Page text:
Branching Out the Asian Culture Through Language and Lunch


Urdu writing that says, “I want to learn the Urdu language and have halal food served for students.”

Passing by the classrooms located on the first floor, I observe all the different flags and language classrooms. Japanese, Chinese, and Korean projects are posted all over the bulletin boards. I sigh at these posters, and continue my walk wondering, “Where are the other Asian cultures?” There are just so many other Asian cultures and ethnicities within this broad umbrella of the Asian race: Pakistani, Afghan, Indian, and many more that are just not being represented!

Francis Lewis High School is the most applied to high school in Queens, New York. According to the Public School Review, it mentions that Francis Lewis has a high diversity percentages of being 60% Asian, 20% Hispanic, 14% White, 4% Black, and 1% classified race students. Despite the school being majority Asian, why is there such a lack of representation? The Asian race doesn’t just consist of East Asians such as Koreans, Japanese, and Chinese students, there are just so many more races! For instance, many students with cultural backgrounds from Pakistan, Afghanistan, and India are underrepresented students of varying cultural backgrounds. Even though it’s hard to notice at first glance, these ethnicities are also considered to be Asians!

In my opinion, the inclusion of more foreign language classes would be a great idea because it would increase the diversity in our school, and help those who speak these languages at home. Ithaca College agrees, stating that the inclusion of more foreign language classes would broaden students’ perspectives of the world, and provide a greater understanding of their own culture through a school environment.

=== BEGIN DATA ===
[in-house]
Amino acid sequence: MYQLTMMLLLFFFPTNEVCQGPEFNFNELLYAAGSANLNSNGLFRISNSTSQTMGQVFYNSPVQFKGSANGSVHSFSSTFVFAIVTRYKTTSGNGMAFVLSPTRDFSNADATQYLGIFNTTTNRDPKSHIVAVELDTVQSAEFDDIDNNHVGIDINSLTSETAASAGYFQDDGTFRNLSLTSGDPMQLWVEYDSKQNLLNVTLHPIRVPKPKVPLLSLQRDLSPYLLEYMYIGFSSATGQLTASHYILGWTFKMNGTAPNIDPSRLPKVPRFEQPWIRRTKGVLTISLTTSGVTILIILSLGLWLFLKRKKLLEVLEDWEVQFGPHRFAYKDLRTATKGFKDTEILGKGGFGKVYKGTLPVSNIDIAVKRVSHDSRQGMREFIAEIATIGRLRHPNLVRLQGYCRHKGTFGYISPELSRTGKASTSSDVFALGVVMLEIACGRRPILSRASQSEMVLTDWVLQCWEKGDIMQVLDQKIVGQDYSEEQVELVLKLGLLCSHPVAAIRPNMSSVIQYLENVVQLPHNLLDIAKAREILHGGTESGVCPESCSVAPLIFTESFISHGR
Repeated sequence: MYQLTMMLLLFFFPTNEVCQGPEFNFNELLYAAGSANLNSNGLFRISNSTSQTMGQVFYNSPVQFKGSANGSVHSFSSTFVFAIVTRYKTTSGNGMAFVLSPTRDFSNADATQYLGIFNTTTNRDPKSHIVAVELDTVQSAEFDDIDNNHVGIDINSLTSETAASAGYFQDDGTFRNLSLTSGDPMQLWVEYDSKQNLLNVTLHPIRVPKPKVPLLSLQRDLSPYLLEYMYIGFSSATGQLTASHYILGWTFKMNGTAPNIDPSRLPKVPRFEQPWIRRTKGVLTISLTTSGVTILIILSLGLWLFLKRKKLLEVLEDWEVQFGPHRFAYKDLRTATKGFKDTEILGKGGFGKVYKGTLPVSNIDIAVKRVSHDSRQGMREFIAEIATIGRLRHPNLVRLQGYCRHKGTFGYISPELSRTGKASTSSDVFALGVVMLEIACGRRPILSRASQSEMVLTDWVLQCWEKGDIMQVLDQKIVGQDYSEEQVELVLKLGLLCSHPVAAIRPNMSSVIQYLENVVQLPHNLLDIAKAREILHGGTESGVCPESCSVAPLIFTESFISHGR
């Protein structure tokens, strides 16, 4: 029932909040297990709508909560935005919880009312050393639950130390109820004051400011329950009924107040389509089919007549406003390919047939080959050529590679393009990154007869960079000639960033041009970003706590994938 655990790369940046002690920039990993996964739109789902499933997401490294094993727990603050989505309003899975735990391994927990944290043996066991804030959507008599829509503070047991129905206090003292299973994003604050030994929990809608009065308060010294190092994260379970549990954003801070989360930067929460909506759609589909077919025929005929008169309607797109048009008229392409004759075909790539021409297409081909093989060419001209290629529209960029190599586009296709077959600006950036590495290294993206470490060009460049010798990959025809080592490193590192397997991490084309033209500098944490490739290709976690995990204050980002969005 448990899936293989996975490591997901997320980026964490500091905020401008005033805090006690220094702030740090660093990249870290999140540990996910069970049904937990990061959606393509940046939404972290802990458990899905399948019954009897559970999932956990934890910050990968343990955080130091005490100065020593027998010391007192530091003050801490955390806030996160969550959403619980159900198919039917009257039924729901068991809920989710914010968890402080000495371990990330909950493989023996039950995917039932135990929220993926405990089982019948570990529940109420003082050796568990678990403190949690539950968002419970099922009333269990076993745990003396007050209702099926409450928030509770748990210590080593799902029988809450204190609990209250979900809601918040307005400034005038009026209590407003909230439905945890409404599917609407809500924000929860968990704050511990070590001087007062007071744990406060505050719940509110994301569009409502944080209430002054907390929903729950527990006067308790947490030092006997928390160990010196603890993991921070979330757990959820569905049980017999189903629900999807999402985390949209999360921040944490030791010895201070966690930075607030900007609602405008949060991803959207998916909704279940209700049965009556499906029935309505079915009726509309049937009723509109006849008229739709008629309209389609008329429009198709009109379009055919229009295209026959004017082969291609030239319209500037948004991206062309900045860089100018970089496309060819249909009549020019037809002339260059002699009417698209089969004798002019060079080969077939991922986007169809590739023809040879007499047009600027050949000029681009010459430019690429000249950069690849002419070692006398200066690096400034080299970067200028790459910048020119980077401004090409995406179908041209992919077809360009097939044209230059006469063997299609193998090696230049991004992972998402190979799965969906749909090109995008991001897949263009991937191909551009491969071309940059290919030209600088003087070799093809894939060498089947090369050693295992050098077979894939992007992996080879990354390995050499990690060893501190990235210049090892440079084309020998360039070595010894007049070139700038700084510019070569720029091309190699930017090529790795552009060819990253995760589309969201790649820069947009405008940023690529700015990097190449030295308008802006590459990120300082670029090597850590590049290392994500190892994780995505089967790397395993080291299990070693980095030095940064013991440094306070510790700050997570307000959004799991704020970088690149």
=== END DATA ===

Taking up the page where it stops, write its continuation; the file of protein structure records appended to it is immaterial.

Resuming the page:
“Since I’m Afghan, basically I would like to learn about my homeland, and more about my home language,” President of the Afghan Student Association Club Zulegha Hayderi said. “Pashto is our home language, and just because I speak it at home doesn’t mean I know all about it.”

For instance, Zulegha Hayderi mentions her struggles of not being able to communicate well with her family through a native language spoken in the Afghan culture.

“Afghanistan has two native languages,” Hayderi said. “So we basically speak Pashto in my house, but my mom speaks Farsi. So my whole mom’s side knows Farsi, so it’s a bit hard to communicate with them because I only know how to speak Pashto.  So it’s a bit hard communicating with my mom’s side of the family, but I will still try and learn.”

English and ENL teacher Ms. Khan explains how the addition of new language classes would benefit the students of Francis Lewis by including others and uniting the students representing their different cultures.

“So it would be nice if additional language classes are offered for children, not just Bangla, but Urdu, Pashto, and Arabic as well,” Ms. Khan said. “Like we do have students who speak these languages, and our school is very diverse. I feel like it would be nice to offer these language classes to children in a way that they feel represented.”

Junior and ENL student Safa Kakar, believes if we include classes that teach the school subjects in students’ native languages, it would assist ESL students.

“I would like to have Pashto classes or other language classes in school because some students in some subjects, like history or math, can’t understand English,” Kakar said. “So they need their own language classes. So, for example, the people who are speaking Pashto have their own Pashto classes for math and history, and I think they would understand more than in English.”

Adding on, the cultural clubs at Francis Lewis display diversity of the many cultures and languages spoken at FLHS.

“So the same thing with the Afghan Student Association Club, even though there’s a lot of Afghans at this school, we can also teach others about the Afghan culture since that’s the whole point of the entire club,” Hayderi said. “So it’s a good way for non-Afghans, non-Muslims, or just people who are not from that area to learn more about that culture.”